The PSL in the US can’t be modified to be made vegan, however, you could still make it pumpkin spice inspired. Peta suggested ordering a vanilla latte with your choice of non-dairy milk, sprinkled with pumpkin spice topping (cinnamon, ginger, nutmeg, and clove). Many non-dairy milks noticeably have fiber, like oat milk, which is important for your gut health, satiety, and risk of heart disease (13,14). 

If you're unfamiliar with various alt milks, here's a breakdown of the most popular. My intern, Nancy V., has created a downloadable nutrition guide to navigating the plant-based milks available at Starbucks. You can download that here.

Oat milk: creamy, slightly sweet taste
Coconut milk: coconut flavor, sweet, creamy
Almond milk: nutty taste, sweet taste
Soy milk: beany flavor, creamy

Lastly, for a healthier/vegan PSL you can make your own at home. The benefit of making meals at home is that you control what goes into your food. If you're not feeling adventurous other alternatives include a tea with pumpkin spice toppings, or a vegan non-dairy milk sprinkled with nutmeg, ginger, cinnamon, and clove. You could also add vegan creamers, sauces, and whipped cream but be mindful because this is still considered a treat. 

Image from Unsplash

Image from Unsplash

This post was co-created with Nancy V., nutrition intern. 
References (in order of appearance):

Paddon-Jones, Douglas, et al. “Protein, Weight Management, and Satiety.” The American Journal of Clinical Nutrition, vol. 87, no. 5, May 2008, pp. 1558S–1561S., doi:10.1093/ajcn/87.5.1558s.

Hall, Kevin D., et al. “Ultra-Processed Diets Cause Excess Calorie Intake and Weight Gain: An Inpatient Randomized Controlled Trial of AD Libitum Food Intake.” Cell Metabolism, vol. 30, no. 1, 16 May 2019, doi:10.1016/j.cmet.2019.05.008.

Leaf, Alex, and Jose Antonio. “The Effects of Overfeeding on Body Composition: The Role of Macronutrient Composition - A Narrative Review.” International journal of exercise science vol. 10,8 1275-1296. 1 Dec. 2017

Jung, Chang Hee, and Min-Seon Kim. “Molecular Mechanisms of Central Leptin Resistance in Obesity.” Archives of Pharmacal Research, vol. 36, no. 2, 29 Jan. 2013, pp. 201–207., doi:10.1007/s12272-013-0020-y.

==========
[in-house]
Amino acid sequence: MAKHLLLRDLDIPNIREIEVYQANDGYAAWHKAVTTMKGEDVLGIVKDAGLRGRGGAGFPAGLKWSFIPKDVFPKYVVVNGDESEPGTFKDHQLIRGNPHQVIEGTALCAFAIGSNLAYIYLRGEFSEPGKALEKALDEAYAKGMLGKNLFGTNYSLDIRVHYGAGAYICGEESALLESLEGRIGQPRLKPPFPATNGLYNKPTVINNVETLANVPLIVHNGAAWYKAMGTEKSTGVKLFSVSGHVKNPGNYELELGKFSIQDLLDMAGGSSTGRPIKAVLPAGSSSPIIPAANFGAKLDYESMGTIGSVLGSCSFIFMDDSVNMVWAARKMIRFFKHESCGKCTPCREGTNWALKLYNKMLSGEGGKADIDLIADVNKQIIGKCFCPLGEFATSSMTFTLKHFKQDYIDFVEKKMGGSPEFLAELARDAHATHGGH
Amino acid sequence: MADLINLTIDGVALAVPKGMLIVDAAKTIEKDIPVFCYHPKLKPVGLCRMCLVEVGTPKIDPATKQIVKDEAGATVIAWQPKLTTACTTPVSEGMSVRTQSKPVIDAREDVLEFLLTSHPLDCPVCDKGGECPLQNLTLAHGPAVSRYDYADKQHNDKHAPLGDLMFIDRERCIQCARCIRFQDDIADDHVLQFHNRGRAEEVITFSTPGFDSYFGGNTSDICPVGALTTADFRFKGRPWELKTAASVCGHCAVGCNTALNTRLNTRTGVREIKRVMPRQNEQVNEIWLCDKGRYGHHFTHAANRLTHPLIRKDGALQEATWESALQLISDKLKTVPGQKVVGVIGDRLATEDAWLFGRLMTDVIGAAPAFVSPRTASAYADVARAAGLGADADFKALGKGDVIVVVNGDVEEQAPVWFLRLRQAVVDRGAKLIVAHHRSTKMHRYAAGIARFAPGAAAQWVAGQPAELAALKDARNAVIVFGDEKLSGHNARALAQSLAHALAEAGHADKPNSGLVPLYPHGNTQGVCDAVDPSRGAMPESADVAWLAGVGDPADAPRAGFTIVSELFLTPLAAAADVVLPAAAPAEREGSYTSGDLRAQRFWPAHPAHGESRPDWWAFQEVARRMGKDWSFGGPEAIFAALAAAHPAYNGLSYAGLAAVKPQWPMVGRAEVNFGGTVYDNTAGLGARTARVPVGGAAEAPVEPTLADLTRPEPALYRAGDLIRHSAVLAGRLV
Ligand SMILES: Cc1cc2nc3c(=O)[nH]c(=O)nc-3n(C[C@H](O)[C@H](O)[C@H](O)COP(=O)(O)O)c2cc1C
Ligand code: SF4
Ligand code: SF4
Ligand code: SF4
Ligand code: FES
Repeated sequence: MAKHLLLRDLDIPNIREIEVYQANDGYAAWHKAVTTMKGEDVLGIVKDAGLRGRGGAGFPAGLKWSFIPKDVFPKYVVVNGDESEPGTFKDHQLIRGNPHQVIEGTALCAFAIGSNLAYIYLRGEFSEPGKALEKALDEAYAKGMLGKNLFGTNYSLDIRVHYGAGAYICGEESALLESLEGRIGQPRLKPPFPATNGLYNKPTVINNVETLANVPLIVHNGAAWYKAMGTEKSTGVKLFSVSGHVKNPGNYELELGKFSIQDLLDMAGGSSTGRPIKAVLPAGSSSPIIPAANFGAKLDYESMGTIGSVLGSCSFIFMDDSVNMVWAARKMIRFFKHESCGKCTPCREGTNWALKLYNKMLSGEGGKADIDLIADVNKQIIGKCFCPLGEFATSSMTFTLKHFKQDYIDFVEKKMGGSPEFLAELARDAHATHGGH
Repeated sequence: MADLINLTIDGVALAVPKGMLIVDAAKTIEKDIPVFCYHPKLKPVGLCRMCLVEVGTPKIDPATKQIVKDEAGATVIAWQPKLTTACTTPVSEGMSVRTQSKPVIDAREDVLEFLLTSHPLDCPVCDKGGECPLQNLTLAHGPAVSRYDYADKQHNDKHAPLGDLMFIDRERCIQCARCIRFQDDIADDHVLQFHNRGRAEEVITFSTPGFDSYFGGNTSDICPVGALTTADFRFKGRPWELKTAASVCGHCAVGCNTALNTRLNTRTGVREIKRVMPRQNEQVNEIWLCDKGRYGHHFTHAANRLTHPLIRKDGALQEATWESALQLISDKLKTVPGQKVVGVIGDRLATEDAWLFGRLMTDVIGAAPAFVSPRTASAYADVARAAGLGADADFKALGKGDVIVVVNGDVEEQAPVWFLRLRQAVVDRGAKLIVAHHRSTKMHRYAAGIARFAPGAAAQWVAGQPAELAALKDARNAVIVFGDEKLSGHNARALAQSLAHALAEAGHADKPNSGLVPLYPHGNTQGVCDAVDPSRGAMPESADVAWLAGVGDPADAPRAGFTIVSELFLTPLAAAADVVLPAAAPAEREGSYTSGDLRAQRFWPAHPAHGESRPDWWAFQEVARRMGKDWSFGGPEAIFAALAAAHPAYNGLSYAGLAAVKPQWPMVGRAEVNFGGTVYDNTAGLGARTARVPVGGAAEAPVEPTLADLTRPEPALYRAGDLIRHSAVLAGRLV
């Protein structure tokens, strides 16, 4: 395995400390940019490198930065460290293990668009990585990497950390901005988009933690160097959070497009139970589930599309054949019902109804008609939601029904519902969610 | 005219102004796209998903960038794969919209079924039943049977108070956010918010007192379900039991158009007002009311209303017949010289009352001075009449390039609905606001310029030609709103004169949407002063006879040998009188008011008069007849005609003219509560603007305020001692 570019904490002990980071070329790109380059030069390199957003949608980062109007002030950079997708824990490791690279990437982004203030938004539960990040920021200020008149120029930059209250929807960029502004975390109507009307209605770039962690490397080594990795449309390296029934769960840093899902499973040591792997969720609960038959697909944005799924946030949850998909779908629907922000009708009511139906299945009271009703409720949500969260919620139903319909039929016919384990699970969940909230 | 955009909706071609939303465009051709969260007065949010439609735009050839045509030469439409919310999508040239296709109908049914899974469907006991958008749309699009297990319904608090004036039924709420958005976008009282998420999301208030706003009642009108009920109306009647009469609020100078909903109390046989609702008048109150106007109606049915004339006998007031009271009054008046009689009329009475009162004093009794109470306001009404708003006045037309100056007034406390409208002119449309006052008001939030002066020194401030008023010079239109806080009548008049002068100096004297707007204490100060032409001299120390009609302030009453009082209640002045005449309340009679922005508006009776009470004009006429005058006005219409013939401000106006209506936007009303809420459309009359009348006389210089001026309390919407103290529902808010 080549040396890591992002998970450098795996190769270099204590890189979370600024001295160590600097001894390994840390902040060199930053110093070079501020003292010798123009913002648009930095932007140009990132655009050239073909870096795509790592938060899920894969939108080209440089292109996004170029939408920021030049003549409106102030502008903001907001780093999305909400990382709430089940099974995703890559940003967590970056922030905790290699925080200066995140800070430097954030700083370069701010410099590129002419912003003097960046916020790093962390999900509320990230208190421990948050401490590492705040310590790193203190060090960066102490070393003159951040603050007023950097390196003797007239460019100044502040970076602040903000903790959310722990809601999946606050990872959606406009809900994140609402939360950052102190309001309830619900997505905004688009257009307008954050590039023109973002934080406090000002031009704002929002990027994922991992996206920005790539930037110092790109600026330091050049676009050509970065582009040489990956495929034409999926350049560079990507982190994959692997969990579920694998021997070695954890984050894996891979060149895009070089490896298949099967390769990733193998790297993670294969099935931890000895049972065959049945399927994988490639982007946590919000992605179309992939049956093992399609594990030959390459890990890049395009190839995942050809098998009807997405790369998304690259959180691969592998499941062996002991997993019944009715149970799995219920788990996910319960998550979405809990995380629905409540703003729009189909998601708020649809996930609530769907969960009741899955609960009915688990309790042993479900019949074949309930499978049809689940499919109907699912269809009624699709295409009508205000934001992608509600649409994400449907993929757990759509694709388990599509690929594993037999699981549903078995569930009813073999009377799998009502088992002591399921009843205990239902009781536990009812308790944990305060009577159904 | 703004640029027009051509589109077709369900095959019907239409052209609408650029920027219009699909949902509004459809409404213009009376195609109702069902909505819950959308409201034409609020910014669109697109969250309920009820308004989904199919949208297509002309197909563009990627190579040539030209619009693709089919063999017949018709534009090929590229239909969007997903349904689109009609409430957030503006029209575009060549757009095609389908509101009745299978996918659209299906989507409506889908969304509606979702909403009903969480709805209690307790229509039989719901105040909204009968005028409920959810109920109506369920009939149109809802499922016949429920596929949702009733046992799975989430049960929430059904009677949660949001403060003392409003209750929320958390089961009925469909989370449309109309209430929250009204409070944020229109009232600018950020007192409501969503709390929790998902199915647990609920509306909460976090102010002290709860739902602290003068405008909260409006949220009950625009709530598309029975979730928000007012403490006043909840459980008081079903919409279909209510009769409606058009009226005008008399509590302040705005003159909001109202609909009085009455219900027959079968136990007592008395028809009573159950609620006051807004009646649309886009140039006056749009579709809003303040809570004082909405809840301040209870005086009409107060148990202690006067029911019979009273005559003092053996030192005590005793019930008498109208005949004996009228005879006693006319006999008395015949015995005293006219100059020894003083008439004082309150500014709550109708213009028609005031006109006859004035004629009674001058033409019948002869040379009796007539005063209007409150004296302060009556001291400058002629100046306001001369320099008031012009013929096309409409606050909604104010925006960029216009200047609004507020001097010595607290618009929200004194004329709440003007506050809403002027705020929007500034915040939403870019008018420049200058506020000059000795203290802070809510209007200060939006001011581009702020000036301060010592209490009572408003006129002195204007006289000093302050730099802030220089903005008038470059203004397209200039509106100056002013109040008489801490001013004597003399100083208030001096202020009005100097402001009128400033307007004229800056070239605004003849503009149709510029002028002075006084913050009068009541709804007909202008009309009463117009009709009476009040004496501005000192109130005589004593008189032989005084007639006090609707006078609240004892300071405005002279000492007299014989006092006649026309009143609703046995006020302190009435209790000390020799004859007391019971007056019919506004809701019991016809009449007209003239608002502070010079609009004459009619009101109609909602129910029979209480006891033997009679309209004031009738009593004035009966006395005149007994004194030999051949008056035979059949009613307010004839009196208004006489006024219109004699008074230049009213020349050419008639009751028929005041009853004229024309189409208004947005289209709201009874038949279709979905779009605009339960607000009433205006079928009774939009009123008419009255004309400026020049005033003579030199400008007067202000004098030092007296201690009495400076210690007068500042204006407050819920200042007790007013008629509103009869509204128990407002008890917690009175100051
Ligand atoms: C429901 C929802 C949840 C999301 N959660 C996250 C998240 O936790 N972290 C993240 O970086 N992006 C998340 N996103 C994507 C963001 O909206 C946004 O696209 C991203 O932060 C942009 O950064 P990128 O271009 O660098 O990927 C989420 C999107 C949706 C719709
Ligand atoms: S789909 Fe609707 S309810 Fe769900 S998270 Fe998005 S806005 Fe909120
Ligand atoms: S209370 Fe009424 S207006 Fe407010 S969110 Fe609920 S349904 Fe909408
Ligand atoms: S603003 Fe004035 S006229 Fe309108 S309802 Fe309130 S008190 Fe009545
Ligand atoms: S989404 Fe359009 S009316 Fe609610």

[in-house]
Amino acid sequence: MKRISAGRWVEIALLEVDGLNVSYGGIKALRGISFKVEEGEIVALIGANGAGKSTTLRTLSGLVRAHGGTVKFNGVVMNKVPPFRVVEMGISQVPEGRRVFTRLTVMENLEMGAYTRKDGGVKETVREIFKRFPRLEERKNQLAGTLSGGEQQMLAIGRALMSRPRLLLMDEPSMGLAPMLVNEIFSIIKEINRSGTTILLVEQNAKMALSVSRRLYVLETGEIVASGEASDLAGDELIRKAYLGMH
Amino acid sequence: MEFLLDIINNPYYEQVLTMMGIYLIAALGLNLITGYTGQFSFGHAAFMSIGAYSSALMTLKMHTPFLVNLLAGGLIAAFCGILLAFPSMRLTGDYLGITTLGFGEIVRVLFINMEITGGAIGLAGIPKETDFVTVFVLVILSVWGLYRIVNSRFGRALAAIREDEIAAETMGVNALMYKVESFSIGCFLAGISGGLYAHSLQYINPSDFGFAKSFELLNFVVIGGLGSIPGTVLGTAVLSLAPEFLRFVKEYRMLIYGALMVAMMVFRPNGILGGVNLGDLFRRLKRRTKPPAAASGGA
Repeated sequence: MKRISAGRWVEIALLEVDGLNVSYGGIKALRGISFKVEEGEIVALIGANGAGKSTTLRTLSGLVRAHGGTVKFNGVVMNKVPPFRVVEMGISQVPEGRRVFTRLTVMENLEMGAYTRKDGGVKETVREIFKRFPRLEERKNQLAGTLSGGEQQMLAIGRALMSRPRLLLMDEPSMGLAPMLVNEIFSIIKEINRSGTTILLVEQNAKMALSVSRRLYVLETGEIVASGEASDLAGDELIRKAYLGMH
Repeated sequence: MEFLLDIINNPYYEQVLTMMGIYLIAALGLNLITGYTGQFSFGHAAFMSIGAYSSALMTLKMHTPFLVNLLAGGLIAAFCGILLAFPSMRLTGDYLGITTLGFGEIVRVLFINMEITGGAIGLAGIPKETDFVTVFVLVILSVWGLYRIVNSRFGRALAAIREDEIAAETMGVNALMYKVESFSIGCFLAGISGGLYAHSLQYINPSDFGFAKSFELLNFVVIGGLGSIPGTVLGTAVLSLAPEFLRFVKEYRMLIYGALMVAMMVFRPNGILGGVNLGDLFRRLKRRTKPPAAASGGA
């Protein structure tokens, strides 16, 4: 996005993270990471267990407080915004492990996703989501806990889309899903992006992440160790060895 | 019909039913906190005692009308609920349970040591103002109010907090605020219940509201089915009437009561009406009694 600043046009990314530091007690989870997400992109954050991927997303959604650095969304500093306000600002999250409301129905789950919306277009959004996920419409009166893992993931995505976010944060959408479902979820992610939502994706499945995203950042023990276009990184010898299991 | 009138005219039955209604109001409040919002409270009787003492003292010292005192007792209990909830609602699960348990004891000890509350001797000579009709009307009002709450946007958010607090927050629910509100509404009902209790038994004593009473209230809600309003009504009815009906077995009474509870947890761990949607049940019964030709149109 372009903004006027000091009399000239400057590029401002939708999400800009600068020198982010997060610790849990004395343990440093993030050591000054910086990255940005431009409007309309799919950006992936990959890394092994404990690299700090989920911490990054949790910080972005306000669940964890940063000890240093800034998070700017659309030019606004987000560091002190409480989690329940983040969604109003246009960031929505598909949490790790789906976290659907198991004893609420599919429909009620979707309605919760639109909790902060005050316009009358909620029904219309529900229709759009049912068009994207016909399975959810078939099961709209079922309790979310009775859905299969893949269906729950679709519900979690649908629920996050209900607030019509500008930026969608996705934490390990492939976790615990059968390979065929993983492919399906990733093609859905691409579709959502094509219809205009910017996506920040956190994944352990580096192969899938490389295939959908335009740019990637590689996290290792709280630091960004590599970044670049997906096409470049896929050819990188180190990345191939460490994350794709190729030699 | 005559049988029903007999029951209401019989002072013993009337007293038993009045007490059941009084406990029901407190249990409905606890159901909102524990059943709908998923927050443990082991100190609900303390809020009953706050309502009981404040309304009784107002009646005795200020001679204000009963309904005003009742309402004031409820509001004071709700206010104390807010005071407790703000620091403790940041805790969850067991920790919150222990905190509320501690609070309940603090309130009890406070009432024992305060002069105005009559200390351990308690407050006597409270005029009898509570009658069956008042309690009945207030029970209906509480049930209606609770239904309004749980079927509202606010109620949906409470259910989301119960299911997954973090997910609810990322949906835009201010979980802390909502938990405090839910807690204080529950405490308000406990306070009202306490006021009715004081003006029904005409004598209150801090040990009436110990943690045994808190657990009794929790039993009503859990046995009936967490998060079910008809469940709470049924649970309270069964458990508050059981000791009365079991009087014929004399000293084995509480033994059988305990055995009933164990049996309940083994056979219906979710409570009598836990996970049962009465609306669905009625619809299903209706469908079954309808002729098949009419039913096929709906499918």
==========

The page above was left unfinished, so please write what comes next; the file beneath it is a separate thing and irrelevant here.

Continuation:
Izquierdo, Andrea G., et al. “Leptin, Obesity, and Leptin Resistance: Where Are We 25 Years Later?” Nutrients, vol. 11, no. 11, 8 Nov. 2019, p. 2704., doi:10.3390/nu11112704.

Luger, Maria, et al. “Sugar-Sweetened Beverages and Weight Gain in Children and Adults: A Systematic Review from 2013 to 2015 and a Comparison with Previous Studies.” Obesity Facts, vol. 10, no. 6, 14 Dec. 2017, pp. 674–693., doi:10.1159/000484566.

Malik, Vasanti S., et al. “Sugar-Sweetened Beverages, Obesity, Type 2 Diabetes Mellitus, and Cardiovascular Disease Risk.” Circulation, vol. 121, no. 11, 23 Mar. 2010, pp. 1356–1364., doi:10.1161/circulationaha.109.876185.

Wang, Meng, et al. “Association between Sugar‐Sweetened Beverages and Type 2 Diabetes: A Meta‐Analysis.” Journal of Diabetes Investigation, vol. 6, no. 3, 11 Dec. 2014, pp. 360–366., doi:10.1111/jdi.12309.

Weeratunga, Praveen, et al. “Per Capita Sugar Consumption and Prevalence of Diabetes Mellitus – Global and Regional Associations.” BMC Public Health, vol. 14, no. 1, 20 Feb. 2014, doi:10.1186/1471-2458-14-186.

Geidl-Flueck, Bettina, et al. “Fructose- and Sucrose- but Not Glucose-Sweetened Beverages Promote Hepatic De Novo Lipogenesis: A Randomized Controlled Trial.” Journal of Hepatology, vol. 75, no. 1, 21 July 2021, pp. 46–54., doi:10.1016/j.jhep.2021.02.027.

Ma, Jiantao, et al. “Sugar-Sweetened Beverage, Diet Soda, and Fatty Liver Disease in the Framingham Heart Study Cohorts.” Journal of Hepatology, vol. 63, no. 2, 5 June 2015, pp. 462–469., doi:10.1016/j.jhep.2015.03.032.

Jensen, Thomas, et al. “Fructose and Sugar: A Major Mediator of Non-Alcoholic Fatty Liver Disease.” Journal of Hepatology, vol. 68, no. 5, 2 Feb. 2018, pp. 1063–1075., doi:10.1016/j.jhep.2018.01.019.

Anderson, James W, et al. “Health Benefits of Dietary Fiber.” Nutrition Reviews, vol. 67, no. 4, 1 Apr. 2009, pp. 188–205., doi:10.1111/j.1753-4887.2009.00189.x.

Veronese N;Solmi M;Caruso MG;Giannelli G;Osella AR;Evangelou E;Maggi S;Fontana L;Stubbs B;Tzoulaki I; “Dietary Fiber and Health Outcomes: An Umbrella Review of Systematic Reviews and Meta-Analyses.” The American Journal of Clinical Nutrition, U.S. National Library of Medicine, 1 Mar. 2018,